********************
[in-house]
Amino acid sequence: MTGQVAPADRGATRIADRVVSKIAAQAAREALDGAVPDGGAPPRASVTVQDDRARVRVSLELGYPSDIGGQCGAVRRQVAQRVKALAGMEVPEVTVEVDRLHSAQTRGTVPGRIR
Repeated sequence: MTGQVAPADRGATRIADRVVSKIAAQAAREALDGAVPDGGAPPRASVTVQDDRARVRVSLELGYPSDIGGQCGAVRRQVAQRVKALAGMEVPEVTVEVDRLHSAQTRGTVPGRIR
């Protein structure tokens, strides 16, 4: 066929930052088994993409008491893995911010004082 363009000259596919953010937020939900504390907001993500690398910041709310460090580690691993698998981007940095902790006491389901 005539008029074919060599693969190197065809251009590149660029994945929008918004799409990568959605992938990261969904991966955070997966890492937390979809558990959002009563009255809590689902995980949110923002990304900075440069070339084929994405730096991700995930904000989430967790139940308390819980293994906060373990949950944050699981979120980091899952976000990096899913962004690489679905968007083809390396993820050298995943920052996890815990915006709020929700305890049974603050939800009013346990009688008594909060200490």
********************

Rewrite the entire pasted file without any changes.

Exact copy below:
[in-house]
Amino acid sequence: MTGQVAPADRGATRIADRVVSKIAAQAAREALDGAVPDGGAPPRASVTVQDDRARVRVSLELGYPSDIGGQCGAVRRQVAQRVKALAGMEVPEVTVEVDRLHSAQTRGTVPGRIR
Repeated sequence: MTGQVAPADRGATRIADRVVSKIAAQAAREALDGAVPDGGAPPRASVTVQDDRARVRVSLELGYPSDIGGQCGAVRRQVAQRVKALAGMEVPEVTVEVDRLHSAQTRGTVPGRIR
């Protein structure tokens, strides 16, 4: 066929930052088994993409008491893995911010004082 363009000259596919953010937020939900504390907001993500690398910041709310460090580690691993698998981007940095902790006491389901 005539008029074919060599693969190197065809251009590149660029994945929008918004799409990568959605992938990261969904991966955070997966890492937390979809558990959002009563009255809590689902995980949110923002990304900075440069070339084929994405730096991700995930904000989430967790139940308390819980293994906060373990949950944050699981979120980091899952976000990096899913962004690489679905968007083809390396993820050298995943920052996890815990915006709020929700305890049974603050939800009013346990009688008594909060200490």